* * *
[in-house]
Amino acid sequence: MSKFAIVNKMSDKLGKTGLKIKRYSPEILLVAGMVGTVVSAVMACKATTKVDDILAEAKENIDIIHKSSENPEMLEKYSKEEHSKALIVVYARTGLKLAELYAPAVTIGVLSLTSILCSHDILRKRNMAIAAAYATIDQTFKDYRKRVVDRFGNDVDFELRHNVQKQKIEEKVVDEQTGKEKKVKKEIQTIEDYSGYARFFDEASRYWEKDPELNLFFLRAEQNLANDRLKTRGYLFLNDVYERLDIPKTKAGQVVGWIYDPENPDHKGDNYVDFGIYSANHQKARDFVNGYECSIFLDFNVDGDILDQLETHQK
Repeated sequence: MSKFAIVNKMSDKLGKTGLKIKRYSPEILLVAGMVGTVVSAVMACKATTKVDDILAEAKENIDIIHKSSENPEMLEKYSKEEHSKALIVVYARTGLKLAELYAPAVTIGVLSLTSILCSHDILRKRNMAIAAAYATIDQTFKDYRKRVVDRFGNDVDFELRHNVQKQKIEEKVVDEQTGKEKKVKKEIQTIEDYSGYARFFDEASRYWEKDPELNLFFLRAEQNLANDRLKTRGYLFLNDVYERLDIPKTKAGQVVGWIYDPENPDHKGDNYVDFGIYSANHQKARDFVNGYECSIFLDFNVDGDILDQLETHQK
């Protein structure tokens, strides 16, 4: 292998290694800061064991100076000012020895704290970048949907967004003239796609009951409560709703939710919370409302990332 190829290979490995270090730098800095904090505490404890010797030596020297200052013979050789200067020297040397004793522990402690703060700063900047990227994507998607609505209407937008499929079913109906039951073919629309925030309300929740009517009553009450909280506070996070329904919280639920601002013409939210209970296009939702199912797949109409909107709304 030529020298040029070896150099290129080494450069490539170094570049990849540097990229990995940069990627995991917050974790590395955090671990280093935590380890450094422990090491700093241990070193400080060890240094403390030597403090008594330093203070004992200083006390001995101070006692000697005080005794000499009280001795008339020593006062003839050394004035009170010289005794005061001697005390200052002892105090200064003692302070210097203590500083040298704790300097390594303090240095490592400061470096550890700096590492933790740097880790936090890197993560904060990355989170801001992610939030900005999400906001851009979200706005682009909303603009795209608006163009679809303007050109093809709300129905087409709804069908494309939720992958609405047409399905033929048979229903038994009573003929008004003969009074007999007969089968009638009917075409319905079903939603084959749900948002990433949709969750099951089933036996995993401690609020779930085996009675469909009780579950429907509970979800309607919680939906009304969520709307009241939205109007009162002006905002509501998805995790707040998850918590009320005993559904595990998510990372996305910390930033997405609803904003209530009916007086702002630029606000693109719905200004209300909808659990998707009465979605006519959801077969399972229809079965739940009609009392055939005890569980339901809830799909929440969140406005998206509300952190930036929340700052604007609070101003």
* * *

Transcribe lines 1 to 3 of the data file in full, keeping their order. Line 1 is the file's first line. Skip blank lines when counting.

[in-house]
Amino acid sequence: MSKFAIVNKMSDKLGKTGLKIKRYSPEILLVAGMVGTVVSAVMACKATTKVDDILAEAKENIDIIHKSSENPEMLEKYSKEEHSKALIVVYARTGLKLAELYAPAVTIGVLSLTSILCSHDILRKRNMAIAAAYATIDQTFKDYRKRVVDRFGNDVDFELRHNVQKQKIEEKVVDEQTGKEKKVKKEIQTIEDYSGYARFFDEASRYWEKDPELNLFFLRAEQNLANDRLKTRGYLFLNDVYERLDIPKTKAGQVVGWIYDPENPDHKGDNYVDFGIYSANHQKARDFVNGYECSIFLDFNVDGDILDQLETHQK
Repeated sequence: MSKFAIVNKMSDKLGKTGLKIKRYSPEILLVAGMVGTVVSAVMACKATTKVDDILAEAKENIDIIHKSSENPEMLEKYSKEEHSKALIVVYARTGLKLAELYAPAVTIGVLSLTSILCSHDILRKRNMAIAAAYATIDQTFKDYRKRVVDRFGNDVDFELRHNVQKQKIEEKVVDEQTGKEKKVKKEIQTIEDYSGYARFFDEASRYWEKDPELNLFFLRAEQNLANDRLKTRGYLFLNDVYERLDIPKTKAGQVVGWIYDPENPDHKGDNYVDFGIYSANHQKARDFVNGYECSIFLDFNVDGDILDQLETHQK